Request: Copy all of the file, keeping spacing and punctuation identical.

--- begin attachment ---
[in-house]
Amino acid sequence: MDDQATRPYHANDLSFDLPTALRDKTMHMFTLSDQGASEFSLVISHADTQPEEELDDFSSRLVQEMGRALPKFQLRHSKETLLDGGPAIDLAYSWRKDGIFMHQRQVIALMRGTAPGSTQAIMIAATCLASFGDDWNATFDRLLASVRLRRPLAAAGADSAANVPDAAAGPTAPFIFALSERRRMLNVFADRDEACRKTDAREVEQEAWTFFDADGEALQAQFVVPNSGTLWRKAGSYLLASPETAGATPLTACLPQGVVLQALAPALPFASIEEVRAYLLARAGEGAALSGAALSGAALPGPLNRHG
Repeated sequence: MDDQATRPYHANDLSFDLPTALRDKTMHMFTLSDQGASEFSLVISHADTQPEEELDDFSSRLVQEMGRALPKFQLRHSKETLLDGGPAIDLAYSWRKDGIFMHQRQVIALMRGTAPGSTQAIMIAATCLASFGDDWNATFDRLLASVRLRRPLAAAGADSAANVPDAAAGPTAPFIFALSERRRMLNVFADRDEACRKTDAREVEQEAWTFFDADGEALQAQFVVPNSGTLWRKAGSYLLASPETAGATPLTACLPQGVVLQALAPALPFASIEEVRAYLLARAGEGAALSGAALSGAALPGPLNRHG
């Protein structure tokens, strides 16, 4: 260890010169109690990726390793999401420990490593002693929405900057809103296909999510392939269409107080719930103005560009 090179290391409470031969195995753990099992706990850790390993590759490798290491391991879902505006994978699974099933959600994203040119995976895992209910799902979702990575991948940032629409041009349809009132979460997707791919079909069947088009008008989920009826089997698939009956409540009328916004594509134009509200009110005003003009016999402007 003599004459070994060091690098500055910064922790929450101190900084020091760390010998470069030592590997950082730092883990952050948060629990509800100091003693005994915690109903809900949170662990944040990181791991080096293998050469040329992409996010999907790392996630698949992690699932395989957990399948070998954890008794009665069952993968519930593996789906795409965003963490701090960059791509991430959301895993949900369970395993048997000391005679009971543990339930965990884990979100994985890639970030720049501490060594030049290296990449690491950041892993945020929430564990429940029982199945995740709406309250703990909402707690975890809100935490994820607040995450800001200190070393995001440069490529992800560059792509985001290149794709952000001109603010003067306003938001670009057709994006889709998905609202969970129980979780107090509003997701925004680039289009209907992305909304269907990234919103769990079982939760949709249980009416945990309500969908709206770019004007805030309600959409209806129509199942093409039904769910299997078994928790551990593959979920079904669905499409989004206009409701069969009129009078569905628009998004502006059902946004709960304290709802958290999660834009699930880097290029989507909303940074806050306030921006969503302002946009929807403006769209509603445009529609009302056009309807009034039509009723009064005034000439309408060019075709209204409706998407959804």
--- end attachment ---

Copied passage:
[in-house]
Amino acid sequence: MDDQATRPYHANDLSFDLPTALRDKTMHMFTLSDQGASEFSLVISHADTQPEEELDDFSSRLVQEMGRALPKFQLRHSKETLLDGGPAIDLAYSWRKDGIFMHQRQVIALMRGTAPGSTQAIMIAATCLASFGDDWNATFDRLLASVRLRRPLAAAGADSAANVPDAAAGPTAPFIFALSERRRMLNVFADRDEACRKTDAREVEQEAWTFFDADGEALQAQFVVPNSGTLWRKAGSYLLASPETAGATPLTACLPQGVVLQALAPALPFASIEEVRAYLLARAGEGAALSGAALSGAALPGPLNRHG
Repeated sequence: MDDQATRPYHANDLSFDLPTALRDKTMHMFTLSDQGASEFSLVISHADTQPEEELDDFSSRLVQEMGRALPKFQLRHSKETLLDGGPAIDLAYSWRKDGIFMHQRQVIALMRGTAPGSTQAIMIAATCLASFGDDWNATFDRLLASVRLRRPLAAAGADSAANVPDAAAGPTAPFIFALSERRRMLNVFADRDEACRKTDAREVEQEAWTFFDADGEALQAQFVVPNSGTLWRKAGSYLLASPETAGATPLTACLPQGVVLQALAPALPFASIEEVRAYLLARAGEGAALSGAALSGAALPGPLNRHG
């Protein structure tokens, strides 16, 4: 260890010169109690990726390793999401420990490593002693929405900057809103296909999510392939269409107080719930103005560009 090179290391409470031969195995753990099992706990850790390993590759490798290491391991879902505006994978699974099933959600994203040119995976895992209910799902979702990575991948940032629409041009349809009132979460997707791919079909069947088009008008989920009826089997698939009956409540009328916004594509134009509200009110005003003009016999402007 003599004459070994060091690098500055910064922790929450101190900084020091760390010998470069030592590997950082730092883990952050948060629990509800100091003693005994915690109903809900949170662990944040990181791991080096293998050469040329992409996010999907790392996630698949992690699932395989957990399948070998954890008794009665069952993968519930593996789906795409965003963490701090960059791509991430959301895993949900369970395993048997000391005679009971543990339930965990884990979100994985890639970030720049501490060594030049290296990449690491950041892993945020929430564990429940029982199945995740709406309250703990909402707690975890809100935490994820607040995450800001200190070393995001440069490529992800560059792509985001290149794709952000001109603010003067306003938001670009057709994006889709998905609202969970129980979780107090509003997701925004680039289009209907992305909304269907990234919103769990079982939760949709249980009416945990309500969908709206770019004007805030309600959409209806129509199942093409039904769910299997078994928790551990593959979920079904669905499409989004206009409701069969009129009078569905628009998004502006059902946004709960304290709802958290999660834009699930880097290029989507909303940074806050306030921006969503302002946009929807403006769209509603445009529609009302056009309807009034039509009723009064005034000439309408060019075709209204409706998407959804």